More than 100 Lawrence community members participated in Día de los Muertos commemorations this year to honor those who have died in the context of the COVID-19 pandemic, according to event organizers.
Somos Lawrence, an organization that advocates for effective and culturally informed grassroots outreach to non-English-speaking Douglas County residents, and the Lawrence Percolator artist collective worked together on the event Wednesday, with support from numerous community members and organizations.
“Historically, the experiences of loss speak through tangible expressions of rituals honoring the dead,” according to a news release from Somos Lawrence ahead of the event. “In Mexico, these simultaneously happy and sad celebrations honoring our loved ones begin on Oct. 26, and end on All Souls’ Day on November 2nd. Throughout this celebration of the Day of the Dead, ‘Somos Lawrence’ families, and the Lawrence Percolator hope to offer a venue to highlight a communal experience of loss, while attentive to the singularity of every death amidst such overwhelming statistics.”
The main ofrenda (altar) set up for the event, which was held in the Common Grounds garden at John Taylor Park, was open to all visitors. It honored the shared loss of loved ones in the context of COVID-19.
“To the right, the artwork commemorated the 13 children who died from Covid in Douglas County, and all other children unaccounted who also passed in the context of Covid,” Araceli Masterson-Algar, of Somos Lawrence, said via email.
The ofrenda also featured an homage to older people, who constituted the majority of those lost to COVID.
Artists with the Lawrence Percolator collective created a papier-mâché installation as a central part of the ofrenda.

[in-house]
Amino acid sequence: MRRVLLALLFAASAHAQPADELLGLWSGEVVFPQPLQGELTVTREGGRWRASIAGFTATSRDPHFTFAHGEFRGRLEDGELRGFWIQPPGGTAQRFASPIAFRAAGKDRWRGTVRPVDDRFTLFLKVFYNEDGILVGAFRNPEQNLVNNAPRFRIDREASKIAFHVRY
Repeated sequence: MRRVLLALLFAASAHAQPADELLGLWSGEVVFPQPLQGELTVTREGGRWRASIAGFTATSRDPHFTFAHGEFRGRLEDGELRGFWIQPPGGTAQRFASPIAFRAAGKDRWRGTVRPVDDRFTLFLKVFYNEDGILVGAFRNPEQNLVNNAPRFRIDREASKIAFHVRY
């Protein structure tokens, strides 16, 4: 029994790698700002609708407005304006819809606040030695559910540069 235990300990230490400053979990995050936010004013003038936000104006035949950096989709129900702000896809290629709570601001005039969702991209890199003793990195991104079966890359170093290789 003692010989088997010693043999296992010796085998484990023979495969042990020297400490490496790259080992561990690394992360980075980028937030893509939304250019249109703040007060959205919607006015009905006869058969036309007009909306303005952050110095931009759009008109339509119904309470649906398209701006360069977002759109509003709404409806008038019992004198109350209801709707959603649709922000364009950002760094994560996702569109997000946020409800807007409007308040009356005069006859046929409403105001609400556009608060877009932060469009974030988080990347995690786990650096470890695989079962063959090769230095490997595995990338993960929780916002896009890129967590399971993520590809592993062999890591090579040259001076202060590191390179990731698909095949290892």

“Through the day and evening, neighbors and visitors dropped off pictures of their loved ones, offerings, and flowers,” Masterson-Algar said. “The altar included artwork by children from the Ballard Center, Lawrence High School, and St. John’s Catholic School.
“‘Somos Lawrence’ and Lawrence Percolator are also grateful to all the KU students studying Spanish and Kansas Latinx histories, and who collaborated in the event throughout the day,” she said.
One of the groups who worked to create an altar included colleagues and loved ones of 37-year-old University of Kansas sociology graduate student Greg Goldman, who died in July from COVID-19.
Goldman, who was just months away from getting his doctorate, loved to make people laugh, according to his obituary.
“His unprecedented intellect, determination and exceptional sense of humor will forever be unmatched. It’s what made him so special,” his obituary states.
Another group included loved ones of 16-year-old Eduardo Olvera-Cruz, who was a sophomore at Free State High School when he died in 2019. From left to right, Reyna Álvarez; Eduardo’s mother, María E. Cruz; Elizabeth García, Lelies Perales, Felipe Ávila, Wendy Medina, Jackie Mejía and Jonathan Solares gathered around the altar created in his honor.
Olvera-Cruz loved spending time with his family and two dogs, and watching football and soccer, according to his obituary. He was known as a nice young man who would give the shirt off his back to anyone, the obituary states.
A Douglas County Heritage Conservation Council grant and the Ballard Center and Common Ground community garden program provided funding and support for the event.